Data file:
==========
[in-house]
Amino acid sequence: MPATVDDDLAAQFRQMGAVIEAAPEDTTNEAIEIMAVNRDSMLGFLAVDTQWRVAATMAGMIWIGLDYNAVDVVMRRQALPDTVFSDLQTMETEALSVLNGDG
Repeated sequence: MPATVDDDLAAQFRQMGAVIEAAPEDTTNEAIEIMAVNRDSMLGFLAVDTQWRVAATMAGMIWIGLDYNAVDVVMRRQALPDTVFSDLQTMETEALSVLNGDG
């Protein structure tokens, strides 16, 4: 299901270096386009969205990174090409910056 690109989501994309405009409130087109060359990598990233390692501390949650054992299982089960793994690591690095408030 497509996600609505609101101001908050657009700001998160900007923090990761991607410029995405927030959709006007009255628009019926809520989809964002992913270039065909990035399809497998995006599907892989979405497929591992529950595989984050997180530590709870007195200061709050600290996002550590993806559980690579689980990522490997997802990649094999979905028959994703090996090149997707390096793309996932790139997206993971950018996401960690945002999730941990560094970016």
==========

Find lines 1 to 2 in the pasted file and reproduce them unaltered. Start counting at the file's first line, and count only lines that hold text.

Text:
[in-house]
Amino acid sequence: MPATVDDDLAAQFRQMGAVIEAAPEDTTNEAIEIMAVNRDSMLGFLAVDTQWRVAATMAGMIWIGLDYNAVDVVMRRQALPDTVFSDLQTMETEALSVLNGDG